Designed to meet the challenging demands of High-Performance Computer (HPC) cooling, USystems with its unique RDC has positioned itself alongside water to the chip  and immersion cooling technologies, and the CL23 HPC is capable of an unrivalled 200kW of sensible cooling per industry standard rack.  Unlike other high performing cooling technologies, the RDC requires no specialist infrastructure in the data center, no specialist servers, is fitted to standard IT racks, has retrofit capability, only occupies a small footprint, is easy to install and simple to roll out. The CL23 HPC is unquestionably cost effective on all levels.

The CL23 HPC by design is capable of controlling the whole room environment without any additional cooling apparatus, unlike equivalent technologies.  In addition, this ColdLogik Solution offers significant capital expenditure savings and with an EER in excess of 100 at maximum duty, the CL23 HPC provides a better operational expenditure too.

How it works

Air Assisted Liquid Cooling ‘AALC’ allows for the best of both worlds, enabling higher densities in standard data center designs and bringing levels of efficiency that are truly capable of enabling change in your next retrofit or new build project.

Ambient air is drawn into the rack via the IT equipment fans. The hot exhaust air is expelled from the equipment and pulled over the heat exchanger assisted by EC fans mounted in the RDC chassis. The exhaust heat transfers into the cooling fluid within the heat exchanger, and the newly chilled air is expelled into the room at, or just below, the predetermined room ambient temperature designed around sensible cooling. Both processes are managed by the ColdLogik adaptive intelligence present in every ProActive RDC, in this way the Rear Door Cooler uses air assisted liquid-cooling to control the whole room temperature automatically at its most efficient point.

ColdLogik RDC’s enhance the efficiency of most data centers without the need for any changes to their current design. However, greater energy efficiencies are achievable when the complete ColdLogik solution is deployed.

By negating heat at the source and removing the need for air mixing or containment, you gain the ability to significantly increase the supply water temperature, which means more efficient external heat rejection options become available. In some scenarios this means that the ColdLogik RDC solution removed all compressor-based cooling, therefore promoting the option to free-cool all year round.

Screenshot 2021 11 09 at 08.45.51

The ColdLogik Crypto Set Up

Purpose built reinforced slide-in shelves and corresponding CL23 RDC capable of up to 200kW of cooling per cabinet.

Suitable for cold climate locations and can be deployed anywhere in the world or where power is cheap, as the ColdLogik RDCs can provide up to 100% free cooling.

Supports 33x S19 Asic Antminers in a 1000mm (w) x 600mm (d) and 52RU in Height
Supports 33x S19 Asic Antminers in a 1000mm (w) x 600mm (d) and 52RU in Height
Supports 35 x S19 Asic Antminers in an 800mm (w) x 1200mm (d) and 52RU in Height
Supports 35 x S19 Asic Antminers in an 800mm (w) x 1200mm (d) and 52RU in Height

Conclusion on ColdLogik Crypto Mining Data Center

The USystems crypto mining data center solution is designed to deliver:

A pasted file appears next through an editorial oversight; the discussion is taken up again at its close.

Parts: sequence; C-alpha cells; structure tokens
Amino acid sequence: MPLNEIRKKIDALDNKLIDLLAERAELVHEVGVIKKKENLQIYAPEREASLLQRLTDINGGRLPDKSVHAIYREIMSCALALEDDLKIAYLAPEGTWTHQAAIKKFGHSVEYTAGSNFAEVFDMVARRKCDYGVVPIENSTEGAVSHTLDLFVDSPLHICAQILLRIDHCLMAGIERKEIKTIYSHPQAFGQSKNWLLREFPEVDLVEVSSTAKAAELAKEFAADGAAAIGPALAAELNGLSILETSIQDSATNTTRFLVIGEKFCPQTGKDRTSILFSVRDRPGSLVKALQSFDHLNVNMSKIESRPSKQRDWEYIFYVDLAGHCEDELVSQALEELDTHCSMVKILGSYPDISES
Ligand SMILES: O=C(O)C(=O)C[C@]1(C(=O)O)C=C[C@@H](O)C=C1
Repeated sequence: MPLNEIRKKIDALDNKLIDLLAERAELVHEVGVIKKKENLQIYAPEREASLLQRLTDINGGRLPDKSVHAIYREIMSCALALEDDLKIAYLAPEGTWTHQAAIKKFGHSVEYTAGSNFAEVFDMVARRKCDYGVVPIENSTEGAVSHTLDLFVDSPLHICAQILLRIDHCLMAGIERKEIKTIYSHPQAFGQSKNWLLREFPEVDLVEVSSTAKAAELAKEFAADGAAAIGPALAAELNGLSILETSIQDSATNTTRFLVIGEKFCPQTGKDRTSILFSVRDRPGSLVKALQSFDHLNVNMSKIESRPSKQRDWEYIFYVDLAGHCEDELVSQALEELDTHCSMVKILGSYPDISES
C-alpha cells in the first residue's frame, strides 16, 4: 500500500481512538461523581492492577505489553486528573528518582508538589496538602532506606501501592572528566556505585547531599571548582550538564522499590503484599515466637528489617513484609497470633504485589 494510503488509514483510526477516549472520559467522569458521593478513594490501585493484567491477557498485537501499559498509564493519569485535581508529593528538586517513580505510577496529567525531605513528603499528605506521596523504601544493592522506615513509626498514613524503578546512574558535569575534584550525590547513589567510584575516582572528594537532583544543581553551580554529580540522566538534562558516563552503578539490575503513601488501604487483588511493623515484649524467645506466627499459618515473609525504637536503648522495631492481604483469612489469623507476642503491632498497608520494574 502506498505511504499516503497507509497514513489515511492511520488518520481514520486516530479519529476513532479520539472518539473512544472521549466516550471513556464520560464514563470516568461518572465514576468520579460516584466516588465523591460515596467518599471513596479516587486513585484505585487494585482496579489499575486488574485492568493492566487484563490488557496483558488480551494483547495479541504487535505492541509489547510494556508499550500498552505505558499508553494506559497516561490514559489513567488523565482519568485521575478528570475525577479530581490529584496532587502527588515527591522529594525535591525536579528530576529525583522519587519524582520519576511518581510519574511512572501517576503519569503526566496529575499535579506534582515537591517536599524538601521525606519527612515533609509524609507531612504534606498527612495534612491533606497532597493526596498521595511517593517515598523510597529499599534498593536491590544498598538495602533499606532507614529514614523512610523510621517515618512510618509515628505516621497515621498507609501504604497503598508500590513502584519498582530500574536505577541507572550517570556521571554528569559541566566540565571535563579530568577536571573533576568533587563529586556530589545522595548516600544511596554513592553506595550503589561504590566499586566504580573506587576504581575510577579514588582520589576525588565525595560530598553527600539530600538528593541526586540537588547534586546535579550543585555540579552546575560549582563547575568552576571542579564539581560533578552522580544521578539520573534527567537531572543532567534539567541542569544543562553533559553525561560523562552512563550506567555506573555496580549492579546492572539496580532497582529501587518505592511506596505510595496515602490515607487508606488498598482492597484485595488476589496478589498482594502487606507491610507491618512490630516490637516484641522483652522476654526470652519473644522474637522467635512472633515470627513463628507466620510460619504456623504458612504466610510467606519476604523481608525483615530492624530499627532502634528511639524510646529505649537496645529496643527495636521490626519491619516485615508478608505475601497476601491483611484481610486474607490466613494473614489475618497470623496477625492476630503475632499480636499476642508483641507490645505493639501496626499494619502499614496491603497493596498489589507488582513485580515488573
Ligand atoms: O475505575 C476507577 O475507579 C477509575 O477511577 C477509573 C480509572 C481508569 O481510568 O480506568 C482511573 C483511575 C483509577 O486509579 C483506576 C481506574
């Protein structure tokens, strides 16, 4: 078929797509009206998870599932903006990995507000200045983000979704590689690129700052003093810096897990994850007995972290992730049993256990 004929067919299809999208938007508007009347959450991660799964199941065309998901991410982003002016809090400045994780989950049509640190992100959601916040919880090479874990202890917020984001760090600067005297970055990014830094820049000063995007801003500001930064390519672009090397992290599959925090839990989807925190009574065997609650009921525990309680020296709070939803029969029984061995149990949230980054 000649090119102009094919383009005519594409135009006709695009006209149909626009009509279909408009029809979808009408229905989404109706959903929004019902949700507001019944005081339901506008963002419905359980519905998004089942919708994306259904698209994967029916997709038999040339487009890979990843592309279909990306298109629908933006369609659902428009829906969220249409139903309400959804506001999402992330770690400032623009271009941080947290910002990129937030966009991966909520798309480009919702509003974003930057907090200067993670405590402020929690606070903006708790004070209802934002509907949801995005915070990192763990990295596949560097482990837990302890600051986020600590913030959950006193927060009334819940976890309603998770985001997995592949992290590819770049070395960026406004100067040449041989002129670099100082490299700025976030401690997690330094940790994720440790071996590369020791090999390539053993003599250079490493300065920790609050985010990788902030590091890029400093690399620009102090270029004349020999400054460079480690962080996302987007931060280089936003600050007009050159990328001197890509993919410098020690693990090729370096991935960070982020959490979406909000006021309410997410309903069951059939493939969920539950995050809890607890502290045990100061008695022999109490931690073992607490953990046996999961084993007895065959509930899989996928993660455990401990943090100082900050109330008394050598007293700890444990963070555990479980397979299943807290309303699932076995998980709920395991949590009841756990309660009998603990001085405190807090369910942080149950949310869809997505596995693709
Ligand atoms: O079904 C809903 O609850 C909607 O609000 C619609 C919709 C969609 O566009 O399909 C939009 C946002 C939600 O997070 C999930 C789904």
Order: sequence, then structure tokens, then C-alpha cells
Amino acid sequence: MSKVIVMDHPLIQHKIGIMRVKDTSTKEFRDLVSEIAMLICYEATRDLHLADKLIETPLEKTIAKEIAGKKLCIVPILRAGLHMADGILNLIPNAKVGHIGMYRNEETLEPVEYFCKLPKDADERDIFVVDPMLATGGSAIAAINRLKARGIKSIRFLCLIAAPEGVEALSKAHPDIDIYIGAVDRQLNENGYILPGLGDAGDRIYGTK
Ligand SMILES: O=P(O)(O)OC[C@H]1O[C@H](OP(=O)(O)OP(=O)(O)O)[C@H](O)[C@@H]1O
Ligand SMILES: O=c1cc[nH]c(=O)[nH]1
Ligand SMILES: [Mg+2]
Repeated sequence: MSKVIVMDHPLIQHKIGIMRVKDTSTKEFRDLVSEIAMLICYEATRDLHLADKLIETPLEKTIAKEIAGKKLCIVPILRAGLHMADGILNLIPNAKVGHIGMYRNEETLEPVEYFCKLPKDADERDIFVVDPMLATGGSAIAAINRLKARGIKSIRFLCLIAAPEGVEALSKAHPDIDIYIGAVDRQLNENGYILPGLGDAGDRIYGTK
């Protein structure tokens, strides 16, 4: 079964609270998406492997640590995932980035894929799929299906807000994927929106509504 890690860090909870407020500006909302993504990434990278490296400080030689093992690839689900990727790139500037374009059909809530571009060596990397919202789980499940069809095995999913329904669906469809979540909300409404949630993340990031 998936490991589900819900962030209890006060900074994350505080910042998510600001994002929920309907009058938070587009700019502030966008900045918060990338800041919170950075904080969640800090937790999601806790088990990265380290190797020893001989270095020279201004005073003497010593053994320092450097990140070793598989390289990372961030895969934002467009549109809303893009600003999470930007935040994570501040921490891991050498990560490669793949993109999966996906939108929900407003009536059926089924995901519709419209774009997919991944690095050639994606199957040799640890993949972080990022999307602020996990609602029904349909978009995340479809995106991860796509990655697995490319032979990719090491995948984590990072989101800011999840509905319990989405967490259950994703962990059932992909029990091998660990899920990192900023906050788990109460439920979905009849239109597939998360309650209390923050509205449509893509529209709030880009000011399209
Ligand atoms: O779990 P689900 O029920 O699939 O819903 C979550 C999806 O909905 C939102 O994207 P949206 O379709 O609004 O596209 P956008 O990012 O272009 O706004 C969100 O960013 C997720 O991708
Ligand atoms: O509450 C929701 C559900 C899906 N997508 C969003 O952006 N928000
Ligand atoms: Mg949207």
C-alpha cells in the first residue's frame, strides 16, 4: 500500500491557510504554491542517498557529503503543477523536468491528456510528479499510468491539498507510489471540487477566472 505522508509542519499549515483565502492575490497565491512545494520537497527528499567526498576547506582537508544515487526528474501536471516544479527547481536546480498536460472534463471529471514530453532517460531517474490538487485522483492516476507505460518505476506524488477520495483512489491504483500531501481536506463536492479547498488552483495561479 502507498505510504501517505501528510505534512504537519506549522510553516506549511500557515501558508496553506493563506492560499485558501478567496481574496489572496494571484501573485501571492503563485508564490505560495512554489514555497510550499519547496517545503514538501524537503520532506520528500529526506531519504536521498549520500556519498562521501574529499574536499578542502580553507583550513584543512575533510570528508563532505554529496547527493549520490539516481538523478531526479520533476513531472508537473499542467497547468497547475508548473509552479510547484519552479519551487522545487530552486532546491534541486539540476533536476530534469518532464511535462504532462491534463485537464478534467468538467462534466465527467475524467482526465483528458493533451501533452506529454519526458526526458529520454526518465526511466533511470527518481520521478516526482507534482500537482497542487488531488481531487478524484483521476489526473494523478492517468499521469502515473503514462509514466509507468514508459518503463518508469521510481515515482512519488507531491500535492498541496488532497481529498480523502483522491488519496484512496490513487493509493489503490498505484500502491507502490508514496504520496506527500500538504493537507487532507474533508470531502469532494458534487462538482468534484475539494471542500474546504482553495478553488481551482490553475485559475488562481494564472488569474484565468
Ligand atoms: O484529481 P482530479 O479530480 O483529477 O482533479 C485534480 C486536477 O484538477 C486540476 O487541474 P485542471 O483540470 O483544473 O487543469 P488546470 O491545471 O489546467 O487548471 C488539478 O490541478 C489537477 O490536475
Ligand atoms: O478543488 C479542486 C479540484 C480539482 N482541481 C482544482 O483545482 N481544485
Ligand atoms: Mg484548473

• Speed of deployment
  • Largest mining deployment footprint
  • Most Efficient mining cooling that can be deployed anywhere in the world.
  • Cost effective deployment

With this system, crypto mining can scale quicker and easier, in climates where power is cheap and with no real worry on how to cool the miners. Delivering more miners per footprint than any other technology available today, it really is the true mining deliverable system.


Crypto Mining Data Centers: An Understanding

What is Cryptocurrency?

Cryptocurrency, crypto-currency, or crypto is a form of currency that is constructed and created with a collection of binary data. It is designed to work as a medium of exchange where individual coin ownership records are stored in a ‘ledger’, which is a computerized database using strong cryptography to secure transaction records. This controls the creation of additional coins and verifies the transfer of coin ownership.

Some crypto schemes use validators such as tokens to maintain the cryptocurrency. In a proof-of-stake model, owners put up their tokens as collateral, in return they get authority over the token in proportion to the amount they stake.  Generally, these token stakeholders get additional ownership in the token over time via network fees, newly minted tokens or other such reward mechanisms. Cryptocurrency does not exist in physical form (like paper money or coins) and is typically not issued by a central authority. Cryptocurrencies typically use decentralized control as opposed to a central bank digital currency (CBDC).   When a cryptocurrency is mined or created prior to issuance or issued by a single issuer, it is generally considered to be centralized. When implemented with decentralized control, each cryptocurrency works through distributed ledger technology, typically a blockchain, that serves as a public financial transaction database

What is a Ledger?

A ledger, also called a shared ledger, distributed ledger technology (DLT) or a wallet, is a consensus of replicated, shared, and synchronized digital data, geographically spread across multiple sites, countries, or institutions. Unlike with a centralized database, there is no central administrator.